I present without comment:
Lohse, a social work master’s student at Southern Connecticut State University, says he has proven what many progressives have probably suspected for years: a direct link between mental illness and support for President Bush.
Lohse says his study is no joke. The thesis draws on a survey of 69 psychiatric outpatients in three Connecticut locations during the 2004 presidential election. Lohse’s study, backed by SCSU Psychology professor Jaak Rakfeldt and statistician Misty Ginacola, found a correlation between the severity of a person’s psychosis and their preferences for president: The more psychotic the voter, the more likely they were to vote for Bush.
But before you go thinking all your conservative friends are psychotic, listen to Lohse’s explanation.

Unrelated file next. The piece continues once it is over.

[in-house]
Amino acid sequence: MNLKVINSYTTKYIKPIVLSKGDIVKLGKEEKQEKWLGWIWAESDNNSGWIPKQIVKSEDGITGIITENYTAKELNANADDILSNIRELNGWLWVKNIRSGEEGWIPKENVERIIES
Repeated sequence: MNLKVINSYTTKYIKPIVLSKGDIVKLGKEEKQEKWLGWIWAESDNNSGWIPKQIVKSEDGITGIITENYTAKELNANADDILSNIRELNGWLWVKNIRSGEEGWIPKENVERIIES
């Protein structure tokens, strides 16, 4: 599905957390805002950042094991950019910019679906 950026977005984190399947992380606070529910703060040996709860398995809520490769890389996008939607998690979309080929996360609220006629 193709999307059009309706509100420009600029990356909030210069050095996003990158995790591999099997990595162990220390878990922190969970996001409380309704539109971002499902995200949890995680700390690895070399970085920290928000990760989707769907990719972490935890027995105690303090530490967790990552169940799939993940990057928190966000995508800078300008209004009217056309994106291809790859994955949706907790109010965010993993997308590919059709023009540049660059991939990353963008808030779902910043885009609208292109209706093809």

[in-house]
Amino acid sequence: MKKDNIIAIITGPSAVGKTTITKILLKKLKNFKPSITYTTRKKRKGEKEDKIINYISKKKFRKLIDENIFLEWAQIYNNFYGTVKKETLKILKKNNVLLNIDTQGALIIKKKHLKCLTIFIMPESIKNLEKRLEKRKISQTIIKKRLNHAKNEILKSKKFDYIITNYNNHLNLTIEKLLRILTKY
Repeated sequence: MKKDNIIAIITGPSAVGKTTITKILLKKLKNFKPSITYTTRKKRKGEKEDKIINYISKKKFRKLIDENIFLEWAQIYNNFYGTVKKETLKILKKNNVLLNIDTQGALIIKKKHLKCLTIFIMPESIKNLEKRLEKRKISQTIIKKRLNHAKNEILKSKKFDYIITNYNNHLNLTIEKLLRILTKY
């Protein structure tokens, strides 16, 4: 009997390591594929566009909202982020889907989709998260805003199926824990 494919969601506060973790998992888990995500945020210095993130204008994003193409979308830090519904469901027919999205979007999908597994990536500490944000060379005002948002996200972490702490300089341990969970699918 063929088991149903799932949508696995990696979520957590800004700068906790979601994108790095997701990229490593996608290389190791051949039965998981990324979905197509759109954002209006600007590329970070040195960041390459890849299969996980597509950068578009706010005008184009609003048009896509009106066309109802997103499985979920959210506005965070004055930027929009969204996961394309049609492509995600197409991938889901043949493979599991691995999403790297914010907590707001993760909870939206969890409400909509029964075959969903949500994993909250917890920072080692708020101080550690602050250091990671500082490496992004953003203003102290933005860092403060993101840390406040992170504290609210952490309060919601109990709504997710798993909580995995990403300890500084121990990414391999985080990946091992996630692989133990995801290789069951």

“Our study shows that psychotic patients prefer an authoritative leader,” Lohse says. “If your world is very mixed up, there’s something very comforting about someone telling you, ‘This is how it’s going to be.’”
The study was an advocacy project of sorts, designed to register mentally ill voters and encourage them to go to the polls, Lohse explains. The Bush trend was revealed later on.
The study used Modified General Assessment Functioning, or MGAF, a 100-point scale that measures the functioning of disabled patients. A second scale, developed by Rakfeldt, was also used. Knowledge of current issues, government and politics were assessed on a 12-item scale devised by the study authors.
“Bush supporters had significantly less knowledge about current issues, government and politics than those who supported Kerry,” the study says.
Lohse says the trend isn’t unique to Bush: A 1977 study by Frumkin & Ibrahim found psychiatric patients preferred Nixon over McGovern in the 1972 election.
Rakfeldt says the study was legitimate, though not intended to show what it did.